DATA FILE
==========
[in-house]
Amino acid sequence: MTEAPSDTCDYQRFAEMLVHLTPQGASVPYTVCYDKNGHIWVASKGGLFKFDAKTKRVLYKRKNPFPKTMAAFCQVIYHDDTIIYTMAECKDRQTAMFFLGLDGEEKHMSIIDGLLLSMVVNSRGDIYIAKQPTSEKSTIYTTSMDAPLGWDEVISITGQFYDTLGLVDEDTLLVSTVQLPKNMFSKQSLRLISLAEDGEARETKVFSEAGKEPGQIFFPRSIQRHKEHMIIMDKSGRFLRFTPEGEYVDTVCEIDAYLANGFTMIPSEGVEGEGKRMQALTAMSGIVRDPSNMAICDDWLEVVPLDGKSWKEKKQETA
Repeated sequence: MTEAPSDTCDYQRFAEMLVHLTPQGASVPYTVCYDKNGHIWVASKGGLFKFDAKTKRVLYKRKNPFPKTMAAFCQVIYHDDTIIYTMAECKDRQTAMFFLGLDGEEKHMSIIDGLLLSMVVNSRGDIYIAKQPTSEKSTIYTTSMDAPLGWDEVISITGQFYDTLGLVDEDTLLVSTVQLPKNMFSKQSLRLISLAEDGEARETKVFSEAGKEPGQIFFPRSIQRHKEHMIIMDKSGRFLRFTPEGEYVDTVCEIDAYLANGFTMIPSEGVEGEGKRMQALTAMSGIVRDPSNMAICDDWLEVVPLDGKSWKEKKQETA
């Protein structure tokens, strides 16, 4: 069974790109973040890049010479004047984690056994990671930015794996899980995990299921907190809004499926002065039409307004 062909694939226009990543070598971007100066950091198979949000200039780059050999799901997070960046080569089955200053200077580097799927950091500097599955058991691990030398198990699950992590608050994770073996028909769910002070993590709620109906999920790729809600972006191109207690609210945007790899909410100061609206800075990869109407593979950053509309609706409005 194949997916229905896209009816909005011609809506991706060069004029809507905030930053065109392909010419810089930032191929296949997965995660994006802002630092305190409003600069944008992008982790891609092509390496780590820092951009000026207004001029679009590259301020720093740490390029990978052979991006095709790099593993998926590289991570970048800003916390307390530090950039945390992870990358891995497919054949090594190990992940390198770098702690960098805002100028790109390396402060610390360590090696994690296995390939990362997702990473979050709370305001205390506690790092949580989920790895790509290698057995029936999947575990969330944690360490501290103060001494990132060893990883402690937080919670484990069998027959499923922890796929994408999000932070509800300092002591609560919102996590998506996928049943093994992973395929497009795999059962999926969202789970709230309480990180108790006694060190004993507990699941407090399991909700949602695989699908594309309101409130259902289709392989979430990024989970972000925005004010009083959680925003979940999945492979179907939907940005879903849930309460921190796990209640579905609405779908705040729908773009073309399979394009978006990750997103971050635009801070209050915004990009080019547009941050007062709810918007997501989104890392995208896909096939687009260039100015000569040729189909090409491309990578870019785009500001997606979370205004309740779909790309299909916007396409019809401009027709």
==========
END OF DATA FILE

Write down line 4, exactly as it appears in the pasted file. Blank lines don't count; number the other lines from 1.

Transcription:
């Protein structure tokens, strides 16, 4: 069974790109973040890049010479004047984690056994990671930015794996899980995990299921907190809004499926002065039409307004 062909694939226009990543070598971007100066950091198979949000200039780059050999799901997070960046080569089955200053200077580097799927950091500097599955058991691990030398198990699950992590608050994770073996028909769910002070993590709620109906999920790729809600972006191109207690609210945007790899909410100061609206800075990869109407593979950053509309609706409005 194949997916229905896209009816909005011609809506991706060069004029809507905030930053065109392909010419810089930032191929296949997965995660994006802002630092305190409003600069944008992008982790891609092509390496780590820092951009000026207004001029679009590259301020720093740490390029990978052979991006095709790099593993998926590289991570970048800003916390307390530090950039945390992870990358891995497919054949090594190990992940390198770098702690960098805002100028790109390396402060610390360590090696994690296995390939990362997702990473979050709370305001205390506690790092949580989920790895790509290698057995029936999947575990969330944690360490501290103060001494990132060893990883402690937080919670484990069998027959499923922890796929994408999000932070509800300092002591609560919102996590998506996928049943093994992973395929497009795999059962999926969202789970709230309480990180108790006694060190004993507990699941407090399991909700949602695989699908594309309101409130259902289709392989979430990024989970972000925005004010009083959680925003979940999945492979179907939907940005879903849930309460921190796990209640579905609405779908705040729908773009073309399979394009978006990750997103971050635009801070209050915004990009080019547009941050007062709810918007997501989104890392995208896909096939687009260039100015000569040729189909090409491309990578870019785009500001997606979370205004309740779909790309299909916007396409019809401009027709």